Three remarkable singles over the past few months were building up to Chance the Rapper’s second mixtape, Acid Rap, which is blowing up the Internet as I write this. And for good reason: Acid Rap serves as a remarkable (if not particularly surprising) showcase for a very young and very talented MC. Acid Rap does not have the appetizer sampler feel of a lot of other mixtapes, and is buffered with excellent guest vocals from the likes of Twista, Action Bronson, and (surprisingly) Chance’s pseudo-mentor Childish Gambino. None of whom, mind you, ever steals the show entirely from Chance’s snarling, theatrical vocal performance.
Chance is quick with words, though his voice never moves away from the ear-to-throat squawk he affects with glee; some may find this repetitive, many will find it grating. You could never say that Chance sounds uninteresting, though, and the scratchy vocals seem to go hand in hand with his excited and upbeat spitting style. Chance has impeccable vocal control, slipping seamlessly between choppy, gnarly punches and an almost sing-songy slower vocal that occasionally drops into Kanye-like snarls.
Despite the fun Chance’s mouth may be having, the whole of this tape is undercut by a darkness thak might not be obvious to the casual listener. The return from a break in the lengthy “Pusha Man” brings with it the first taste of another side of Chance, who is in this instance direct (and extremely tense) in his indictments of Chicago’s many gun-related violences. Chance the Rapper is the result of a discomfiture that cannot help but produce some measure of incisiveness in his lyrics. He’s experienced more by way of first hand violence than anyone his age ever should (having witnessed the murder of his friend Rodney Kyles Jr.), but less than many of his peers – especially in Chicago – have and will. He has been “saved” but – to put it bluntly – he resents the fact that his race is something many see him as having needed saving from.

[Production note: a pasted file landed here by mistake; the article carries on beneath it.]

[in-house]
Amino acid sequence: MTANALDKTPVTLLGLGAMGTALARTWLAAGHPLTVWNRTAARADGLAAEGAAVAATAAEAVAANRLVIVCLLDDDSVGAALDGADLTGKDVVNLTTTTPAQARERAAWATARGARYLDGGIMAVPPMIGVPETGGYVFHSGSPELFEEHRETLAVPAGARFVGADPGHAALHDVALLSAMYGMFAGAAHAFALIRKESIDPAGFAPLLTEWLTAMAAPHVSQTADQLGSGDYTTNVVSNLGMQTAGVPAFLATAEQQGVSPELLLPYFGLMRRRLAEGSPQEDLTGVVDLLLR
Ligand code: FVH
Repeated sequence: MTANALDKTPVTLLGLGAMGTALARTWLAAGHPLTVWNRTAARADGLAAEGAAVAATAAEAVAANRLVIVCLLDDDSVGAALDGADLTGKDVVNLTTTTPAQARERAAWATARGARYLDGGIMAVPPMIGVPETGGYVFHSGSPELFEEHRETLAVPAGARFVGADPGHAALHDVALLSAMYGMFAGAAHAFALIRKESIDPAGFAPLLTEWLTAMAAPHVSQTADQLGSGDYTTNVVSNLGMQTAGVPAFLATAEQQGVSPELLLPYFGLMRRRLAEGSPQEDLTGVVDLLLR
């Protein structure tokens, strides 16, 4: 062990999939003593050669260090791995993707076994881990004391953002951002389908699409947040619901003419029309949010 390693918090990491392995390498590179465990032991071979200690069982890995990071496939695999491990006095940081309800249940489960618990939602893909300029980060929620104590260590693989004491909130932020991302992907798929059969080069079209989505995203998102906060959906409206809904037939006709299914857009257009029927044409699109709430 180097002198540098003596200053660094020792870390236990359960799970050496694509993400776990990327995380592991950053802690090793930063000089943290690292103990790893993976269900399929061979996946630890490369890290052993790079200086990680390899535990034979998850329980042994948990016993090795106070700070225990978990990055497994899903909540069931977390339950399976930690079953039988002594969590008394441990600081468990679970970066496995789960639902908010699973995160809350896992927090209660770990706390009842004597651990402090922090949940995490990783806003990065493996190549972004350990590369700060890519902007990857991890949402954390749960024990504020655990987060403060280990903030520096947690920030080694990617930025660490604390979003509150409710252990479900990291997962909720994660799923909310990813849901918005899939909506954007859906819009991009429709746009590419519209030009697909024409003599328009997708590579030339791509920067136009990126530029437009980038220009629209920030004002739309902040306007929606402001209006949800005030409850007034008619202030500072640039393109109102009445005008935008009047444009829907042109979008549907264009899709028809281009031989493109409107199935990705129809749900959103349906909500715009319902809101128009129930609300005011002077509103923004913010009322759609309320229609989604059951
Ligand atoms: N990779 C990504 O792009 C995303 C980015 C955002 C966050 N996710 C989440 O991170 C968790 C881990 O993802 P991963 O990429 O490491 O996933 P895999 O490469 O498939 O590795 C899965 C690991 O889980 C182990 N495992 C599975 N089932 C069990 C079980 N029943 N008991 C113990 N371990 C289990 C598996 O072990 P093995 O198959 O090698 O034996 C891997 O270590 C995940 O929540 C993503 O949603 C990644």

Kanye West, it could be said, was one of the first truly mainstream rappers to confront the black experience from a perspective that entwined it necessarily with the American experience in general. For Chance the Rapper, it is not enough to say that there is more to sing about than gang violence and gun culture – he wants to show us that these things should be important to everybody. “Everybody’s Something” is the most direct expression of Chance’s discomfort; he makes direct reference to what race means to him – to the defenses he’s had to build among peers and family. But Chance seems to want to climb over these things, rather than to dwell over his defenses. If he can just be himself and be comfortable with that, what could he possibly have to defend against?
Even in its darkest moments, Acid Rap is fun. It is everything that a mixtape is supposed to be without falling into the traps of being overlong or containing songs that aren’t ready for an actual album. That said, Acid Rap should not be confused for an actual album, in the traditional sense. Its message – since Chance seems intent on imbuing it with one – remains largely unfocused, though things seem to be coming together towards the end. With any luck, we’ll see something bigger from Chance later this year; until then, Acid Rap should be more than enough to hold a body over.
Chance the Rapper – “Favorite Song”
Chance the Rapper – “Juice”